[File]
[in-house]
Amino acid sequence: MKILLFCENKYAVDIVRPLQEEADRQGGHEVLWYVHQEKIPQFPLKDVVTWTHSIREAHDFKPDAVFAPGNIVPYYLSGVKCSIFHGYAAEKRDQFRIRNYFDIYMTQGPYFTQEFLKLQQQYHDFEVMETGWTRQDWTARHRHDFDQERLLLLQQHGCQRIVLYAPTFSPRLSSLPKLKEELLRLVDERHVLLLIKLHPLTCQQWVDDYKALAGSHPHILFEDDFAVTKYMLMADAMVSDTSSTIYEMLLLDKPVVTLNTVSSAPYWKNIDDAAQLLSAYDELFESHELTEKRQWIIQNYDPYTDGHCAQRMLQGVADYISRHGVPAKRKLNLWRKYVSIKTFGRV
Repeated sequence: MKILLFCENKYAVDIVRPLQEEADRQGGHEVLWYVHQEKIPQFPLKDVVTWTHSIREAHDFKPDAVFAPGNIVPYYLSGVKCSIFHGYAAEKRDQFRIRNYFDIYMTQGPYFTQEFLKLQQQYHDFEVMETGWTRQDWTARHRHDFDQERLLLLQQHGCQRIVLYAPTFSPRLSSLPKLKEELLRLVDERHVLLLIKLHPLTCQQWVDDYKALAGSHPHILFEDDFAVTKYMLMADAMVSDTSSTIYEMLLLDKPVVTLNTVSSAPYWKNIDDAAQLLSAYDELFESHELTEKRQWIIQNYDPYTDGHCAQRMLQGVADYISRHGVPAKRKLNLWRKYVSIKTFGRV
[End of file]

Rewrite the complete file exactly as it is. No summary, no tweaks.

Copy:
[in-house]
Amino acid sequence: MKILLFCENKYAVDIVRPLQEEADRQGGHEVLWYVHQEKIPQFPLKDVVTWTHSIREAHDFKPDAVFAPGNIVPYYLSGVKCSIFHGYAAEKRDQFRIRNYFDIYMTQGPYFTQEFLKLQQQYHDFEVMETGWTRQDWTARHRHDFDQERLLLLQQHGCQRIVLYAPTFSPRLSSLPKLKEELLRLVDERHVLLLIKLHPLTCQQWVDDYKALAGSHPHILFEDDFAVTKYMLMADAMVSDTSSTIYEMLLLDKPVVTLNTVSSAPYWKNIDDAAQLLSAYDELFESHELTEKRQWIIQNYDPYTDGHCAQRMLQGVADYISRHGVPAKRKLNLWRKYVSIKTFGRV
Repeated sequence: MKILLFCENKYAVDIVRPLQEEADRQGGHEVLWYVHQEKIPQFPLKDVVTWTHSIREAHDFKPDAVFAPGNIVPYYLSGVKCSIFHGYAAEKRDQFRIRNYFDIYMTQGPYFTQEFLKLQQQYHDFEVMETGWTRQDWTARHRHDFDQERLLLLQQHGCQRIVLYAPTFSPRLSSLPKLKEELLRLVDERHVLLLIKLHPLTCQQWVDDYKALAGSHPHILFEDDFAVTKYMLMADAMVSDTSSTIYEMLLLDKPVVTLNTVSSAPYWKNIDDAAQLLSAYDELFESHELTEKRQWIIQNYDPYTDGHCAQRMLQGVADYISRHGVPAKRKLNLWRKYVSIKTFGRV